Crying
57
How much do babies sleep?............................................ 60
Your baby’s sleep and wake cycle................................... 62
Helping your baby fall asleep.......................................... 64
Helping your baby put herself to sleep............................. 67
Bedtime routines........................................................... 68
Reducing the risk of SIDS.............................................. 69
Safe places to sleep....................................................... 70
• Bed-sharing.......................................................... 70
58
Sleeping
Sleeping
How much should a baby sleep? It seems like mine just gets to
sleep and then he’s awake again!
How much do babies sleep?
Babies sleep more than you might think. A
newborn sleeps between 12 and 17 hours a day.
This can be hard to believe because babies don’t
often sleep for more than a few hours at a time.
In fact, a new baby should not have more than
one long sleep of about 4 to 5 hours in a 24-hour
day. This is because babies’ tummies are very
small. They need to be fed every few hours, day
and night.
Over the first weeks and months of your baby’s
life, you’ll start to see a pattern to when your
baby is awake and when he needs to sleep.
Watch what your baby is telling you. Put him
on his back in his crib when he shows you he’s
tired. This will help him learn to connect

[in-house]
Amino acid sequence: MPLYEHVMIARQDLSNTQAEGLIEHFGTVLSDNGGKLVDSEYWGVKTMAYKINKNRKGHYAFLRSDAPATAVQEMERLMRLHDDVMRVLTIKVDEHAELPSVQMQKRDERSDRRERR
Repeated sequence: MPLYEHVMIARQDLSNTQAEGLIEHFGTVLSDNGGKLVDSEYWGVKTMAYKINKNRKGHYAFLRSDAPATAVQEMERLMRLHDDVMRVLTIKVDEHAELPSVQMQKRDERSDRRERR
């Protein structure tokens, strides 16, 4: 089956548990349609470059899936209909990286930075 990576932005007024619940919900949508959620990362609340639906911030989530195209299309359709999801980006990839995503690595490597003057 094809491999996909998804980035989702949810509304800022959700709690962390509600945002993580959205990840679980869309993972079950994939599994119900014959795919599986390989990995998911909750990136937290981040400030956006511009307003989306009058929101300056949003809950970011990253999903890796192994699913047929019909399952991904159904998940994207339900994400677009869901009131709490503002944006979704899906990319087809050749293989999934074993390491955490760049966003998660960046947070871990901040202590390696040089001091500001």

sleeping with his crib.
and to sleep a bit more during the night. Most
babies like 2 or 3 naps during the day—1 nap in
the morning and another 1 or 2 naps in the
afternoon.
Between 3 and 6 months, some babies start to
sleep through the night once in a while. This
means that they sleep for about 5 hours without
waking up to feed. This doesn’t mean that your
baby will sleep through every night. But slowly,
over time, he’ll sleep through more and more
often.
As your baby grows, he’ll slowly spend less time
sleeping.
•
At 1 month, most babies sleep about 15 and a half hours a day.
•
•
At 3 months, they sleep about 15 hours a day.
At 6 months, they sleep about 14 hours a day.
During the day, babies sleep in short naps. At
night, they sleep for longer periods, but will still
wake up to be fed.
By the time they’re about 4 months old, most
babies start to be awake more during the day
60
Added info...
Some babies are very sensitive to being
handled. They get upset when they get too
much attention from too many people at once.
This can happen at parties, social events, or
when you have visitors.
When your baby gets wound up like this, he’ll
need some quiet time before he can calm down
and go to sleep.
Sleeping
How much do babies sleep?
Your baby wants you to know...
When I wake up at night:
Come as soon as I start to cry. It’s easier for me to go back to sleep if I stay calm.
Keep the room dim. Bright lights can wake me up.
Keep things quiet. Hum or talk softly to me.
Sleeping
61
Your baby’s sleep and wake cycle
Every baby has her own pattern of sleeping and
waking. She moves through this cycle several
times over the course of a day and night. What
your baby needs can depend on where she is in
her journey from sleeping to being awake.
Watch closely and you’ll learn where your baby is
in her sleep cycle. When you know this, it’s
easier to figure out what she needs.
Baby’s Sleep and Wake Cycle